He was transferred to the non-COVID ICU in the American University of Beirut Medical Center after he was no longer deemed infectious. Days later, he was intubated after going through septic shock from contracting a superbug, and later died, his wife Dr. Diala Jaber said from the couple's home in Northport, New York.
“He had overcome the hard part of the COVID, but his lungs of course were very weakened by the COVID ... and then when he got the bacteria, his immune system was too low to fight the bacteria even though he was put on the proper antibiotics for the bacteria and his septic shock was too strong,” Jaber said.
A gifted multi-instrumentalist and teaching artist, Saba lived in the Long Island town with his wife and their daughter Mariana for almost 30 years. The Lebanese-American musician played the nay, oud and violin, among other instruments, and directed the New York Arabic Orchestra with fellow musician April Centrone and in addition to having his own ensemble. His performances had been described as “rousing” and another having “captivating, shape-shifting improvisations on reed flute.”
An important memory his colleague and friend Centrone, 36, remembered about their work together was when the New York Arabic Orchestra was asked to play at Lincoln Center’s Damrosch Park to a packed audience in New York City in the summer of 2011.
“There were people down past Sixth Avenue. There were no more chairs,” Centrone said, explaining that it showed that the fruits of their labor of bringing Arabic music to people had finally been seen and making an impact. “It’s not just maybe an exotic food or hummus. It’s like this incredible art people want to be a part of, and I found that it didn’t matter if they were Jewish, Muslim or rich or poor…it just spoke to everyone.”
In addition to Saba's work as a dedicated artist and teacher, he left New York in 2018 after accepting a role as president of the Lebanese National Higher Conservatory of Music, once a music school started around a century ago that later became the Conservatory. It was later learned that, due to what a Lebanese official blamed on bureaucracy, Saba was never paid for his work at the Conservatory before his death.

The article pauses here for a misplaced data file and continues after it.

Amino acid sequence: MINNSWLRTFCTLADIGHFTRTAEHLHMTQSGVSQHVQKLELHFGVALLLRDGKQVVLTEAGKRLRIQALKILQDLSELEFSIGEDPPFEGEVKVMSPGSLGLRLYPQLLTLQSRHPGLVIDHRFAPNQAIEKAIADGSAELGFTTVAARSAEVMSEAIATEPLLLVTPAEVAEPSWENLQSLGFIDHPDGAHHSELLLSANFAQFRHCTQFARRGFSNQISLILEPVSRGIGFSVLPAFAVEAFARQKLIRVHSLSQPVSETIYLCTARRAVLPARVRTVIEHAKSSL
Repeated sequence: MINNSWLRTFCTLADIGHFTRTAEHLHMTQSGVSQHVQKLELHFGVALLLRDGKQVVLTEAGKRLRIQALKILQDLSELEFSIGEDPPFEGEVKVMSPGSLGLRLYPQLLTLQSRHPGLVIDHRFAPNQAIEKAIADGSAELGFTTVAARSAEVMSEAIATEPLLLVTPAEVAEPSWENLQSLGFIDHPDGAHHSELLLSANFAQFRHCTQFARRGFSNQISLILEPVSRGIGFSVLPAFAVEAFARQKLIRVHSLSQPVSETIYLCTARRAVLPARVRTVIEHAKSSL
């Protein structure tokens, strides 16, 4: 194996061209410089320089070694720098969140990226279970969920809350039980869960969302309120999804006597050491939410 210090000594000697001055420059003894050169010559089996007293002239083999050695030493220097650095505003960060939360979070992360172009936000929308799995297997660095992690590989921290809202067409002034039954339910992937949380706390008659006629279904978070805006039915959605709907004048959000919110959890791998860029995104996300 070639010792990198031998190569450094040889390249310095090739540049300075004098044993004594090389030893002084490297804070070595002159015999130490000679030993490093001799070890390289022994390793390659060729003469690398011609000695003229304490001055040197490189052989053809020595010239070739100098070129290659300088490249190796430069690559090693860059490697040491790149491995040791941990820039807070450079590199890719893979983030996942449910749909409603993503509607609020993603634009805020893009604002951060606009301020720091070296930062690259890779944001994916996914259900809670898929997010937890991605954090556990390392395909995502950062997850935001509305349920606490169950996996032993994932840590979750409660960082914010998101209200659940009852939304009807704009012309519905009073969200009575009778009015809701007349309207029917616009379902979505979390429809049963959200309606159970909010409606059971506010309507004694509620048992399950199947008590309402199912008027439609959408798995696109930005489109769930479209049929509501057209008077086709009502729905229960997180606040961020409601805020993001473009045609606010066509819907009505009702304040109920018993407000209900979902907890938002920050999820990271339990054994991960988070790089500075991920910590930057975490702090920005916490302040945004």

“He’s the one who reached out for these musicians to raise funds for the Conservatory in these difficult times through the Music Outreach Program that he was trying to establish,” said Ghada Ghanem, Saba's assistant in the Conservatory’s Music Outreach Program. She added that there will be several upcoming concerts planned to honor him.
Saba's wife said his impact goes further than the music he plays, but in how he takes the time and goes beyond himself to share it with others.
“His vision is to really bring music to everyday life and to everyone and not let it be confined to the walls of the Conservatory or universities but to really spread that he wanted to spread the music to villages to public schools,” Dr. Jaber said. “He had a Music Outreach Program where he wanted to do this in Lebanon, and he actually started it here with April Centrone with workshops that they did in public schools in New York and all over America.”
“He wanted to send ensembles to the hospitals, to the orphanages to the nursing homes to bring music to all these people who are suffering. He had so much to give,” she said.
NBC News' Mustafa Kassem contributed to this report